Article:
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4 Reasons Lower Fuel Prices Won’t Lift Airlines

But one carrier's stock is poised to buck the industry headwinds

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Lower oil prices gave most U.S. airline stocks a bounce last week — not a surprising development since fuel accounts for as much as 40% of an airline’s operating costs. JPMorgan (NYSE:JPM) analyst Jamie Baker last week estimated that the savings from lower fuel would create $5.5 billion in annual “windfall” profits for the airlines.

While lower fuel prices are good news, airlines have lots of other problems, so be choosy when playing the sector.

Here are four reasons to doubt the sector’s latest attempt to ascend:

Fuel Price Volatility

It’s not just high jet fuel prices that are eating airlines’ collective lunch — it’s wild swings in fuel prices. Carriers make very precise measures of supply and demand, and determine how to get the most bang for their fuel buck.

In the commercial aviation industry, that’s known as capacity planning. When fuel prices are high, airlines are more likely to reduce capacity by filling all the seats in smaller, more fuel-efficient aircraft. When fuel prices are low, they can increase capacity by flying larger aircraft.

Although most airlines try to mitigate high fuel prices with tactics like hedging (or in Delta Air Lines’ (NYSE:DAL) case, buying an oil refinery), they can also lose big when fuel prices fall unexpectedly.

The Mess in Europe

The situation in Greece will keep casting a pall over Europe in the near future — and the continent already had been headed toward recession. That’s bad news for U.S. airlines that fly there, like Delta, United Continental (NYSE:UAL), American Airlines (PINK:AAMRQ) and US Airways (NYSE:LCC).

U.S. airlines will need to decrease capacity to Europe as the year wears on. Airlines for America (A4A), the trade group that represents U.S. carriers, says airlines will cut capacity to Europe by nearly 8% in the fourth quarter of this year. That could be tough on earnings because Europe remains U.S. airlines’ largest international market. Delta already has announced plans to cut its trans-Atlantic capacity by 5% after Labor Day.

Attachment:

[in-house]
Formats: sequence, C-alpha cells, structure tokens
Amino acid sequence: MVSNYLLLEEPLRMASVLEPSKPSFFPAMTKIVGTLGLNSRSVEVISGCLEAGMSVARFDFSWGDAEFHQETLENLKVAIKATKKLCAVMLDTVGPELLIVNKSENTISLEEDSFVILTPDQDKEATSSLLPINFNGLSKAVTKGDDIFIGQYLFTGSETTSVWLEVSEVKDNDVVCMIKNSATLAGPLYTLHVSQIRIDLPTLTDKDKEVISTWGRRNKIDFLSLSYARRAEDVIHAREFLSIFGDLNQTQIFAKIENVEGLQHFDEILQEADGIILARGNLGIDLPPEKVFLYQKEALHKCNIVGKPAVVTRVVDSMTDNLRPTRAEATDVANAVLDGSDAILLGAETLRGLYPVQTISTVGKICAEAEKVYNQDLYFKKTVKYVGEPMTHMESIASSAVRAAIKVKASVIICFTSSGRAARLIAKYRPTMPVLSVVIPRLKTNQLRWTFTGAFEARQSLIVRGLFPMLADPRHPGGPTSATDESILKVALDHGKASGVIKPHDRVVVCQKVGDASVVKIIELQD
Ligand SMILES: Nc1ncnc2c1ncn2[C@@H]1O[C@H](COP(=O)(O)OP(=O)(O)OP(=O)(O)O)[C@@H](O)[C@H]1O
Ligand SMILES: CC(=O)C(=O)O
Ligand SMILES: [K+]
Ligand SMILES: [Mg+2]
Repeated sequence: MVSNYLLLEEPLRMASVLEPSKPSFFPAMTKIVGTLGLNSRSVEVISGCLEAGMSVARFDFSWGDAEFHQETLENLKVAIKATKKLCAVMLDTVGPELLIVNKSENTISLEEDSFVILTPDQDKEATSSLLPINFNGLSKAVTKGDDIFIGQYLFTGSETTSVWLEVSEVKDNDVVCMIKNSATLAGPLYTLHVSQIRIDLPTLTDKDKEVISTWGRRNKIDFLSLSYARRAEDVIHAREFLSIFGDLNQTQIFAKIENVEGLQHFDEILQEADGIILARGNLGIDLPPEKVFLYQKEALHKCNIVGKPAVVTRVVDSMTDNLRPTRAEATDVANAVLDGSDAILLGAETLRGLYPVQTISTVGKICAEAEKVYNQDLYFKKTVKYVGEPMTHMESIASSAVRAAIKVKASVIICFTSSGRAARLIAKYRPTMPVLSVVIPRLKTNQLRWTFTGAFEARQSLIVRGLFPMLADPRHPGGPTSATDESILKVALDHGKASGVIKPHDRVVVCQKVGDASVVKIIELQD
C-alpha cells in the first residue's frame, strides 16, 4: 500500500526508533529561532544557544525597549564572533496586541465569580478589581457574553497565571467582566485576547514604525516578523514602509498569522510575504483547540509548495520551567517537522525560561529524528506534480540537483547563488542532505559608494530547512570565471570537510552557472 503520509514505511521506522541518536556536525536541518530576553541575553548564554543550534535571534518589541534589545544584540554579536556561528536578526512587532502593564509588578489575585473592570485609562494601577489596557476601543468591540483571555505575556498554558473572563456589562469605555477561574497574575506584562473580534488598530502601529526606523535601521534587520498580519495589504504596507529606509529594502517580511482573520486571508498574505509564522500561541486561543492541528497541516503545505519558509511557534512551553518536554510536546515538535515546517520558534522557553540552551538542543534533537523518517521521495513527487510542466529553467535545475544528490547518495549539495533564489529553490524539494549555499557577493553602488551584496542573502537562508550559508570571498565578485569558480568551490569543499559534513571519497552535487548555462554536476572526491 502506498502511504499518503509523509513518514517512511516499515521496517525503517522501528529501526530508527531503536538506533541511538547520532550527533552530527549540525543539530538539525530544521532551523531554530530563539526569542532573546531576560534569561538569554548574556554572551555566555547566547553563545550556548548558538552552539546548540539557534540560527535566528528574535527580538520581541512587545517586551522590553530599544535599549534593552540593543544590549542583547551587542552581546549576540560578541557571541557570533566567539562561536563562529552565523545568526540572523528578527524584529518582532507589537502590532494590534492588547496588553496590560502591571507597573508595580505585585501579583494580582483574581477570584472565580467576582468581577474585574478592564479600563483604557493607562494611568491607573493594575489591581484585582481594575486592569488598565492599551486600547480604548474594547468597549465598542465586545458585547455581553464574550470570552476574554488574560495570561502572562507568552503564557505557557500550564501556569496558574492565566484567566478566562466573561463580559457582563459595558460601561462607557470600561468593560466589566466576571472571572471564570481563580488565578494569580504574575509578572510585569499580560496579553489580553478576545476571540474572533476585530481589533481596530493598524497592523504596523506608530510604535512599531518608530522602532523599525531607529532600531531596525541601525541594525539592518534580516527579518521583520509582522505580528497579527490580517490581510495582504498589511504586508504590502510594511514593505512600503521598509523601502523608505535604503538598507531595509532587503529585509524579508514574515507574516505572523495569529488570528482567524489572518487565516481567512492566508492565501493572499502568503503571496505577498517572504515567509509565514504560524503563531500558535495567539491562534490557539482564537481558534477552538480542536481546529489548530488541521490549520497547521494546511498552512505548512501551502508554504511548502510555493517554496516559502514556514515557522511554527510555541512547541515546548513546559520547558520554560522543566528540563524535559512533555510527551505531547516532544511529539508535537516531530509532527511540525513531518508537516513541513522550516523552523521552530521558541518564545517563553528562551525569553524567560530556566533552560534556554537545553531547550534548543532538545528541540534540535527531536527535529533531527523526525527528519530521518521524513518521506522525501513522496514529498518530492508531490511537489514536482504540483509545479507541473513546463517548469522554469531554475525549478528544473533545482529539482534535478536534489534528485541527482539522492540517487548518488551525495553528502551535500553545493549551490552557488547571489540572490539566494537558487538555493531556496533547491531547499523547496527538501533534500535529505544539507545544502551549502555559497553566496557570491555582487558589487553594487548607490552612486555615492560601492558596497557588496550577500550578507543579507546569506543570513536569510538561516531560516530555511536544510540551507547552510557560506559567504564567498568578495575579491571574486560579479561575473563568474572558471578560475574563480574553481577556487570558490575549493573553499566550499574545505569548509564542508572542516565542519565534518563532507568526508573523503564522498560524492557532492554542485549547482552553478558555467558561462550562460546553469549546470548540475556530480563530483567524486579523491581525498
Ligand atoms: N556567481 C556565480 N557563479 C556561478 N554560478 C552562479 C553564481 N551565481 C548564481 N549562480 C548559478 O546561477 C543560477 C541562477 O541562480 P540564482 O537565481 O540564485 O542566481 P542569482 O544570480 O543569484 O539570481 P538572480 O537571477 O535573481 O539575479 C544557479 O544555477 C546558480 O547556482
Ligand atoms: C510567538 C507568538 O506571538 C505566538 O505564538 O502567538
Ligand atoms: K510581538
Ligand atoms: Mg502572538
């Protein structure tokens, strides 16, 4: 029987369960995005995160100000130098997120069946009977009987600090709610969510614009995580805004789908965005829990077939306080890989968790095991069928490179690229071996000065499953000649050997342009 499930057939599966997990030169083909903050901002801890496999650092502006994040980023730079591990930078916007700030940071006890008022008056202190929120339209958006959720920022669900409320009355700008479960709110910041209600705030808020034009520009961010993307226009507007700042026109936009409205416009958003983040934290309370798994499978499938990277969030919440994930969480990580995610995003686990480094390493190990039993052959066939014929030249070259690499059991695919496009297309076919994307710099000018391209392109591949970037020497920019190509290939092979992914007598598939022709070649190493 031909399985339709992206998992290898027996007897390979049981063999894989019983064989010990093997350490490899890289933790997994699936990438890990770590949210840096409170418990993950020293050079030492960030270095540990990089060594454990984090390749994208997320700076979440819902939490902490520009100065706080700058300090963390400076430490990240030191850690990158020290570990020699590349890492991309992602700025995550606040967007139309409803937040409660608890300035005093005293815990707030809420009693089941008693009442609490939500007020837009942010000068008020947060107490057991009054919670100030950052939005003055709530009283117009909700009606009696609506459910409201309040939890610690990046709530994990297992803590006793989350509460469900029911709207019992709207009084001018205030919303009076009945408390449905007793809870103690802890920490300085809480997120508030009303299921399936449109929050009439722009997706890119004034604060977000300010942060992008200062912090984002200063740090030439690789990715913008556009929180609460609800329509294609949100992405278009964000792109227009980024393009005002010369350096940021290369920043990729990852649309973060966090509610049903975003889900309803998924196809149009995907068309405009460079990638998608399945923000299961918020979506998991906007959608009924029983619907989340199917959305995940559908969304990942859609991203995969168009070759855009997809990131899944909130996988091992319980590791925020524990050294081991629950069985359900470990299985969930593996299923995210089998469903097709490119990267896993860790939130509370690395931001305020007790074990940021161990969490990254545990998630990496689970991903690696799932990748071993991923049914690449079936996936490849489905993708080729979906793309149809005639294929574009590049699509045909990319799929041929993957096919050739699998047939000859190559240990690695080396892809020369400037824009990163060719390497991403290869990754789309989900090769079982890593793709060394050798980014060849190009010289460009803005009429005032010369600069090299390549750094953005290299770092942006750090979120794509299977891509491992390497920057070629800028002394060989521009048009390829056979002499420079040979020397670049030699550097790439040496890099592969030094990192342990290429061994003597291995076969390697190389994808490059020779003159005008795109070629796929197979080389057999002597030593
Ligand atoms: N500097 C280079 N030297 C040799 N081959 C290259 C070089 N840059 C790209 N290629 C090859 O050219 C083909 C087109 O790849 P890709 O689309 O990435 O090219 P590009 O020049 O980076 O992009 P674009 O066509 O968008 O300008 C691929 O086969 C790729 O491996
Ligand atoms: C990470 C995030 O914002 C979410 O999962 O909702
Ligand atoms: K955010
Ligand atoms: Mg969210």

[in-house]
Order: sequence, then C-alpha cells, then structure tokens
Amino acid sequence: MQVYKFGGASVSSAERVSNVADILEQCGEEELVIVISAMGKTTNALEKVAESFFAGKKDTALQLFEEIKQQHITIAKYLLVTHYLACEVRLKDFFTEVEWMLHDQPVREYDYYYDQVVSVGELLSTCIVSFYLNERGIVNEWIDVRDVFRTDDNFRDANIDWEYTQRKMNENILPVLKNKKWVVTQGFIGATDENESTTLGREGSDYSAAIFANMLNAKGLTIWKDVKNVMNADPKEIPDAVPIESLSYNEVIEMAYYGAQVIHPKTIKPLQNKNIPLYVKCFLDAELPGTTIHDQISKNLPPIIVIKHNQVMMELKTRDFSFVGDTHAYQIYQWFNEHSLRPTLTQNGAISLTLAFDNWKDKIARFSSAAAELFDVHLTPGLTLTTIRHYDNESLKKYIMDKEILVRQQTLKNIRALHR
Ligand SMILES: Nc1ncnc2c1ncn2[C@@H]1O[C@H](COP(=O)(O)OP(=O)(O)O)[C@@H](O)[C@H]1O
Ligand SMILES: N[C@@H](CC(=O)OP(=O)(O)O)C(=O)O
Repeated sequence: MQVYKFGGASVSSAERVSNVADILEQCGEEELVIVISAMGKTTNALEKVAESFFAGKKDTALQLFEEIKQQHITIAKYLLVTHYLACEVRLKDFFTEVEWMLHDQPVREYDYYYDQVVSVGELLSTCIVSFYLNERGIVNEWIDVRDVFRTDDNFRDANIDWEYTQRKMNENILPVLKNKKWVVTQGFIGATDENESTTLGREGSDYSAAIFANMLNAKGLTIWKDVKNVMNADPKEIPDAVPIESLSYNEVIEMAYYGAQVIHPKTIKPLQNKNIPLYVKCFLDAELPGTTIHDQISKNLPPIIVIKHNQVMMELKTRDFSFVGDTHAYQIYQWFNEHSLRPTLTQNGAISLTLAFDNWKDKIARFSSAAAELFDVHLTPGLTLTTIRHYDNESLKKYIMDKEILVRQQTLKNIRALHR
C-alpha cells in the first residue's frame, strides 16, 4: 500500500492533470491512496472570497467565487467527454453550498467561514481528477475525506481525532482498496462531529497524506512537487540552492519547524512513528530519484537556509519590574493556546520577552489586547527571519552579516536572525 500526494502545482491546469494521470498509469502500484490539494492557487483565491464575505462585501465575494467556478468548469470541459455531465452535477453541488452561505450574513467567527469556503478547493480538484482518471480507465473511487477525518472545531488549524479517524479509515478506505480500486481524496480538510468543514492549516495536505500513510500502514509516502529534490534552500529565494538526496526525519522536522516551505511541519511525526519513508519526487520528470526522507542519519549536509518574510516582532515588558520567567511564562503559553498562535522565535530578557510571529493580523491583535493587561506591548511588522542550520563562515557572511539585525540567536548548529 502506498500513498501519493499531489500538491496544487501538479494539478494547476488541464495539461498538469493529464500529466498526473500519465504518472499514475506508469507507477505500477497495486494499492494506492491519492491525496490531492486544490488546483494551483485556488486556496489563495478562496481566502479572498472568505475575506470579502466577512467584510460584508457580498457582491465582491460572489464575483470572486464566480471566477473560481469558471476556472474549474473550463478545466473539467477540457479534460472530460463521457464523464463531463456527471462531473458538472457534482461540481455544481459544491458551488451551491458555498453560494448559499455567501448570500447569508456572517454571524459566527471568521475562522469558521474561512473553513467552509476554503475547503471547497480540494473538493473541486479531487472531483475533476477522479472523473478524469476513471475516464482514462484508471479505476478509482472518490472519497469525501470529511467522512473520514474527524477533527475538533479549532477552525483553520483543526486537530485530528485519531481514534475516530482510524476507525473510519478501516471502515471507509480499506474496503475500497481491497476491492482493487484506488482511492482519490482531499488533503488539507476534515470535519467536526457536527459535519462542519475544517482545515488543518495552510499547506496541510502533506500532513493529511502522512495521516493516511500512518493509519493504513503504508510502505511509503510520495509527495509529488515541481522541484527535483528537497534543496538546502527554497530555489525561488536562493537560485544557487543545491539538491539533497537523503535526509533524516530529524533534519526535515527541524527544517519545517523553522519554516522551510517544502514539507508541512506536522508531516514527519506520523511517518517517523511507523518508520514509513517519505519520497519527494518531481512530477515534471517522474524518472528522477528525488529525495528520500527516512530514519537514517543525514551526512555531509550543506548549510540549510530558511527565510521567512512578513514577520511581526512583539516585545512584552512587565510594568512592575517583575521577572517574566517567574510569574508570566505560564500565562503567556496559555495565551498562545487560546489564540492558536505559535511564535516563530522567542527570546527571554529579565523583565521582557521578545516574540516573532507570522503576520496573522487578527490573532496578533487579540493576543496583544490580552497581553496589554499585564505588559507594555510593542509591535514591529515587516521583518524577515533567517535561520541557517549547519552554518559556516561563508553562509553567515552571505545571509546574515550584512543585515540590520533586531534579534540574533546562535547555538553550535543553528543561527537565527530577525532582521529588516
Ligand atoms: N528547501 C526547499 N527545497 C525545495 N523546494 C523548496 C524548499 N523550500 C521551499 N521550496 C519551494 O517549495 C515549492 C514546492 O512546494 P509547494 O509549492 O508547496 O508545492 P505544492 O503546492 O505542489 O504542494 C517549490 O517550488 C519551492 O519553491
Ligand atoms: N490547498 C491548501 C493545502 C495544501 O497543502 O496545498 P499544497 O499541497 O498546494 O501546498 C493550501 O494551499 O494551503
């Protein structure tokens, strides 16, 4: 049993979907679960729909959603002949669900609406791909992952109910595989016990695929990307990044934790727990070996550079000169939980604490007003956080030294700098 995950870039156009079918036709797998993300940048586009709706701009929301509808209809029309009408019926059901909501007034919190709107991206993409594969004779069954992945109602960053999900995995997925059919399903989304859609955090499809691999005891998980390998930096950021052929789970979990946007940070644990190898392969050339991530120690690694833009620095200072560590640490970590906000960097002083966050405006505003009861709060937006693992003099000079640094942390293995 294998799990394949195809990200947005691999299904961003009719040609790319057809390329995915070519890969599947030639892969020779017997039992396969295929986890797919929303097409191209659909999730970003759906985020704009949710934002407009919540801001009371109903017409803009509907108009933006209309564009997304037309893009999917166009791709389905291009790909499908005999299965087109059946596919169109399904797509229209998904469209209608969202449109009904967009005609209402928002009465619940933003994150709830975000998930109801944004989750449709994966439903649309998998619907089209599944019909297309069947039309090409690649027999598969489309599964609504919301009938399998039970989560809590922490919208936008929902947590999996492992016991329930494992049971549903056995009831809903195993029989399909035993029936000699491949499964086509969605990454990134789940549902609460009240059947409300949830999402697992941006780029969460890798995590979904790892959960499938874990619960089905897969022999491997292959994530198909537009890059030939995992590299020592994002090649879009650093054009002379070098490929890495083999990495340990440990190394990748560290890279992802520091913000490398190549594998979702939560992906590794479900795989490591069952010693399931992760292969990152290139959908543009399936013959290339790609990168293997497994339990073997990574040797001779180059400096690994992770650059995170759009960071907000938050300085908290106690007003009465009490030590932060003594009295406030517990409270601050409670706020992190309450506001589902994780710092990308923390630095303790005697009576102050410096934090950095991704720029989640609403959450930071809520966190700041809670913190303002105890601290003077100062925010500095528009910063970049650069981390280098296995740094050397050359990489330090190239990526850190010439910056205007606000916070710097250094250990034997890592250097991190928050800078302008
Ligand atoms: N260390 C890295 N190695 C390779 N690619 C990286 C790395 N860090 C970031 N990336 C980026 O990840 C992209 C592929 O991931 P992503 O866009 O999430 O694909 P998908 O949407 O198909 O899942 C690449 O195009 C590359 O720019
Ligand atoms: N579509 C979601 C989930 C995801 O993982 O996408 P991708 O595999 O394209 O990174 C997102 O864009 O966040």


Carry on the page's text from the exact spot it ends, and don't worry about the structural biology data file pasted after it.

Higher TSA Taxes

Airlines aren’t getting a lot of help from Congress. A key Senate committee last week advanced a bill that would double transportation security taxes from the current $2.50 for a one-way flight segment to $5. That affects every airline including Southwest-AirTran (NYSE:LUV), JetBlue (NASDAQ:JBLU), Alaska Airlines (NYSE:ALK), Spirit (NASDAQ:SAVE) and SkyWest (NASDAQ:SKYW).

Although carriers will pass the tax hikes on to their passengers, revenue is still likely to take a hit. “It’s a simple equation: When you add taxes, demand for air travel is dampened, resulting in lost jobs and lost air service,” said A4A President and CEO Nicholas E. Calio. “Our customers today pay 20% – $60 on an average $300 domestic roundtrip ticket – of their ticket prices in taxes, on par with taxes for alcohol and tobacco, products taxed to discourage their use.”

Merger Hiccups

Consolidation has been proven time and again to be a good thing for airlines: It delivers broader reach, economies of scale and financial benefits. But marriage is easy compared to the daily challenges of living together after the honeymoon.

Delta’s combination with Northwest in the middle of the Great Recession was acclaimed as a success story, in large part because Richard Anderson, DAL’s chief, had spent more than three years running Northwest in the early 2000s. Even so, the merged carrier still struggled with its labor unions. United Continental is fightng through major computer integration glitches now, and its customer approval has plummeted.

Early into the process of integrating operations with AirTran, Southwest has made some progress — notably subleasing AirTran’s Boeing (NYSE:BA) 717s to Delta so that the combined carrier could standardize on the Boeing 737. AirTran, which already flies to Mexico, last week launched new international flights to that country and to Puerto Rico.

But Southwest’s flight attendants last week voted down a deal that would have allowed the carrier to fly internationally or over water. Thorny issues like these pose significant challenges for combined carriers it the near term.

Still, one airline has a good chance to buck these industry headwinds.

Article printed from InvestorPlace Media,

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